“It has been noisy, it has been traumatic at times, but it hasn’t been weaker institutions,” she said.

Rating agencies would have to acknowledge that South Africa’s judiciary passed the strength test with “more than flying colours”, Davis argued.

Davis said despite a huge amount of pressure on the judiciary, and judges being called “counter revolutionaries”, the judiciary has held firm to the constitutional ambitions.

“My concern is we cannot expect the judiciary to shoulder the burden of democracy alone.”

Civil society, political parties and the business community were equally responsible, he said.

Tax collection and expenditure

Gordhan was under pressure to stick to the fiscal targets set in the MTBPS.

Davis said South Africa’s consumption expenditure was too high. The country has a bloated public service and gave away a carefully constructed reserve meant to cushion it against exigencies during the 2015 cycle, “because of the ridiculous [wage] increase in the public service sector”.

But the real question was how government was spending the money – while consumption expenditure could be dangerous, capital expenditure could help the economy to grow.

The chief procurement officer at National Treasury previously said around R250 billion of the roughly R600 billion government spent on goods and services every year was tainted. This meant the price was too high because of corruption, ineptitude, inefficiency or a lack of experience, Davis said.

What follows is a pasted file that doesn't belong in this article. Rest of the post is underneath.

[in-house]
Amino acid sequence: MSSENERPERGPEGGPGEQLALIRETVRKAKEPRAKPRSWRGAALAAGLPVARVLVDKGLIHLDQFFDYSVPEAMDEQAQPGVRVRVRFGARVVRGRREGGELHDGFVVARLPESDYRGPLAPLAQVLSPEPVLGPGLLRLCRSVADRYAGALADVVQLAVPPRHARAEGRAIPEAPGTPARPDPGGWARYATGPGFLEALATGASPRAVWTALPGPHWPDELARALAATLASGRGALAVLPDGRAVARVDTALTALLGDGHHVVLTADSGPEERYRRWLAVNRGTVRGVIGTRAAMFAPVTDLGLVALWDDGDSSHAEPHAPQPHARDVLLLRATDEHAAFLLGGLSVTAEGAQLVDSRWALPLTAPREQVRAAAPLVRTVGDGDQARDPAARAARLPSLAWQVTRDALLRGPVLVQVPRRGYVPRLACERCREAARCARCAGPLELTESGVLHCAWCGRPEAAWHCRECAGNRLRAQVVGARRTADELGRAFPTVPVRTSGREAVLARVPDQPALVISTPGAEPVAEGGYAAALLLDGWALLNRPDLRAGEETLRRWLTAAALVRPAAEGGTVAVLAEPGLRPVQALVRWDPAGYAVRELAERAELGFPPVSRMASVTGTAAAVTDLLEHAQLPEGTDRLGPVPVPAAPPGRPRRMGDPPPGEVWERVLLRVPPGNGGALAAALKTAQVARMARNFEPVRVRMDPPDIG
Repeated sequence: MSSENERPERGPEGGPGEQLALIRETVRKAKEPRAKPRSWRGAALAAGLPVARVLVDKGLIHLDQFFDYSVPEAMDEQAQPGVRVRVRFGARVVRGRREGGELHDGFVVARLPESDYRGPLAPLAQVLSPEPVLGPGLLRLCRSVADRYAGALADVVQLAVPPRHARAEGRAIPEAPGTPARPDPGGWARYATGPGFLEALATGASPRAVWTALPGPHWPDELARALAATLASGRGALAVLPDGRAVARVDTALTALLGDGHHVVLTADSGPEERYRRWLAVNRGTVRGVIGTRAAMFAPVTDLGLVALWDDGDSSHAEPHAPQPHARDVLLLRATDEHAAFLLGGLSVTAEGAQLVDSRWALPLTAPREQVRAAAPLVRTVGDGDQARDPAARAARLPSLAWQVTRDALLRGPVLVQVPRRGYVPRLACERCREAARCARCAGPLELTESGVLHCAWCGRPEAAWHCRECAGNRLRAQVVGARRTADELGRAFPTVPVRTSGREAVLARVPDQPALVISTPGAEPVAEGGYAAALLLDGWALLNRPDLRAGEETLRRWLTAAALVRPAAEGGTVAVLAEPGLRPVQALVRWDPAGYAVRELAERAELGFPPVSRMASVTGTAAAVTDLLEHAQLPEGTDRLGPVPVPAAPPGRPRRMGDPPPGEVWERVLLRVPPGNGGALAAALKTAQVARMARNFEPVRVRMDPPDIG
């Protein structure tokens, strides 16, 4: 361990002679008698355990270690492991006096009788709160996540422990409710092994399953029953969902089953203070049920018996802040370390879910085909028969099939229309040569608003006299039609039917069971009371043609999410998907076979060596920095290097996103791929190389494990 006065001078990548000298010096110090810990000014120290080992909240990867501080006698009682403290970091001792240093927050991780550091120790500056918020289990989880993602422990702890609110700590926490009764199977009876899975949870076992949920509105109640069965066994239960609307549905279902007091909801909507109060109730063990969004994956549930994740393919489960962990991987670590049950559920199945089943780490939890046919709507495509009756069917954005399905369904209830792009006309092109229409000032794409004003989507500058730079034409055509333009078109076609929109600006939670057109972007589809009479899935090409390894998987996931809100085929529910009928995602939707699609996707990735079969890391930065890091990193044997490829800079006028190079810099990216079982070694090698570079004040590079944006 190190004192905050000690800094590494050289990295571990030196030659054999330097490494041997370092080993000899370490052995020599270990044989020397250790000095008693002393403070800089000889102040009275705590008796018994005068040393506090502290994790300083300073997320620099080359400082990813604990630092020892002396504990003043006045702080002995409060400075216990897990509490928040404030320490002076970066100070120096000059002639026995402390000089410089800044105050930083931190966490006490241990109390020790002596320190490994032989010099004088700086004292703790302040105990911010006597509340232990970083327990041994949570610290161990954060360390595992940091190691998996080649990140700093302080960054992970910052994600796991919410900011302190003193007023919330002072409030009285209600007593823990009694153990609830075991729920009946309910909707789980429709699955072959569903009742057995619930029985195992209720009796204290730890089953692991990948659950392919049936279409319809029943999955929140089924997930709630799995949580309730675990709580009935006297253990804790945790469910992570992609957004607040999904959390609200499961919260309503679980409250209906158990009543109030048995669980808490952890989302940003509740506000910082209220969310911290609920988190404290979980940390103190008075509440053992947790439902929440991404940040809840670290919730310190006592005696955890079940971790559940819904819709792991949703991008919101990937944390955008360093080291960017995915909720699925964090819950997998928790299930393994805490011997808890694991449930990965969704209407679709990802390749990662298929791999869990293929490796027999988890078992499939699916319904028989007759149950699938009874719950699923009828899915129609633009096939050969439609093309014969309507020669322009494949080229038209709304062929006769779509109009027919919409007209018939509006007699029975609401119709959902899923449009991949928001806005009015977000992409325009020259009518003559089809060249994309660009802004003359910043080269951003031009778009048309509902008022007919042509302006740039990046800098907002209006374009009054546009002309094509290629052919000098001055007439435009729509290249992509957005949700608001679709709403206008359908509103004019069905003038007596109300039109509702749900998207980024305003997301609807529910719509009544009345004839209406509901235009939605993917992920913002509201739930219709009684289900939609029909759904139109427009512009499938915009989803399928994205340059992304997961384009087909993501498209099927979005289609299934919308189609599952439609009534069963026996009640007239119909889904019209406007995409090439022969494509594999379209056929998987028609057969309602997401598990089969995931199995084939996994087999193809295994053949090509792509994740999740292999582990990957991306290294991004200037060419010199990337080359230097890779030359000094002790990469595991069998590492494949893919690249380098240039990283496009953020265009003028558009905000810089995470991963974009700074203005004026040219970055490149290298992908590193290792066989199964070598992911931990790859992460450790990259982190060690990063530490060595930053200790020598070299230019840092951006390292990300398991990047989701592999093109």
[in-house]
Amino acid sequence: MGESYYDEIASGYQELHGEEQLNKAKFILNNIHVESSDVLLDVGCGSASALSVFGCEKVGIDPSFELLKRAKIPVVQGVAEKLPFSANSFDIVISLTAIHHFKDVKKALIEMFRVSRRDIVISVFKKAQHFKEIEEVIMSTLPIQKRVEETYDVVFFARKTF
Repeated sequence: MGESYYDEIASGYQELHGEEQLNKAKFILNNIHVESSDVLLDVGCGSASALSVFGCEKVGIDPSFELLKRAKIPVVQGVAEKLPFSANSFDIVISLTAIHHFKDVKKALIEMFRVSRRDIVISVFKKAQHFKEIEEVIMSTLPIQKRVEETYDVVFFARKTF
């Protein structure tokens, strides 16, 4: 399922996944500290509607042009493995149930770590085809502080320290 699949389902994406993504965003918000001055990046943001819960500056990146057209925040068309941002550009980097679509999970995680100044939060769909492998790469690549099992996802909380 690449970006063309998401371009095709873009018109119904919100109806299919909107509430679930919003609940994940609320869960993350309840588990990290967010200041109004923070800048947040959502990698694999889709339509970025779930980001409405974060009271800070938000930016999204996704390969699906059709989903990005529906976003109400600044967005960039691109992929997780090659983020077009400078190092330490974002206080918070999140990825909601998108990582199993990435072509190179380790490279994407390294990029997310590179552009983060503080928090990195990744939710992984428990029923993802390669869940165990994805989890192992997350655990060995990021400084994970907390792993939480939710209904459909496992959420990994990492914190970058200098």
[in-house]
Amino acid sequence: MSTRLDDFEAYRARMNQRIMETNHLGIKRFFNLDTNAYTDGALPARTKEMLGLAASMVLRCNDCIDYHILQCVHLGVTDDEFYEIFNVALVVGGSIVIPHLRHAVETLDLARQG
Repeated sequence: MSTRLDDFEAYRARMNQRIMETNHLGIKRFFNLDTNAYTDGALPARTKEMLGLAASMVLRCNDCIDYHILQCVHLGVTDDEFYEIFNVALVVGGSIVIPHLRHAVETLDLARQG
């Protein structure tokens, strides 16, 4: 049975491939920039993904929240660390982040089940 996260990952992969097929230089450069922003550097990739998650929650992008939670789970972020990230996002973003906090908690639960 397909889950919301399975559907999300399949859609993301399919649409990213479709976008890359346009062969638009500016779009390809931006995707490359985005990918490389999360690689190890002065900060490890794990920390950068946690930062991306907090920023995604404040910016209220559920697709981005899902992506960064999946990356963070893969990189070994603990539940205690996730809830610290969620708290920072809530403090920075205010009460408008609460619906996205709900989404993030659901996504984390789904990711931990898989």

The price paid was between 20% and 30% too high.

“That means that we are talking about between R50 [billion] to R75 billion we are wasting. So there are a whole lot of things that we have to do on the expenditure side.”

Asked how the minister was likely to get the additional tax revenues announced in the MTBPS, Davis said getting the R28 billion was possible without massive increases.

Due to political and economic reasons, a VAT increase is unlikely.

Unions vehemently oppose a VAT increase and World Bank figures suggest that a one percentage point increase in the VAT rate could depress GDP growth by between 0.3% and 0.4% in the short term while increasing inflation by a similar number.

A corporate tax hike is also a no-go as it would deter investment and make South Africa less competitive.

Although it wouldn’t generate significant amounts of revenue, Davis said one option is to increase personal income tax rates for wealthy individuals. Raising the marginal rate from 41% to 45% for people earning around R1.2 million to R1.5 million a year would raise about R5 billion to R6 billion. If only low-income individuals are compensated for fiscal drag, government could probably get between R8 billion and R10 billion from the personal income tax side.

Addressing base erosion and profit shifting (BEPS) could probably raise “quite a few billion” as well, while government could get at least R10 billion from the special voluntary disclosure programme if it played its cards right, he argued.

It might also have to increase the skills development levy by 1 percentage point to fund tertiary education.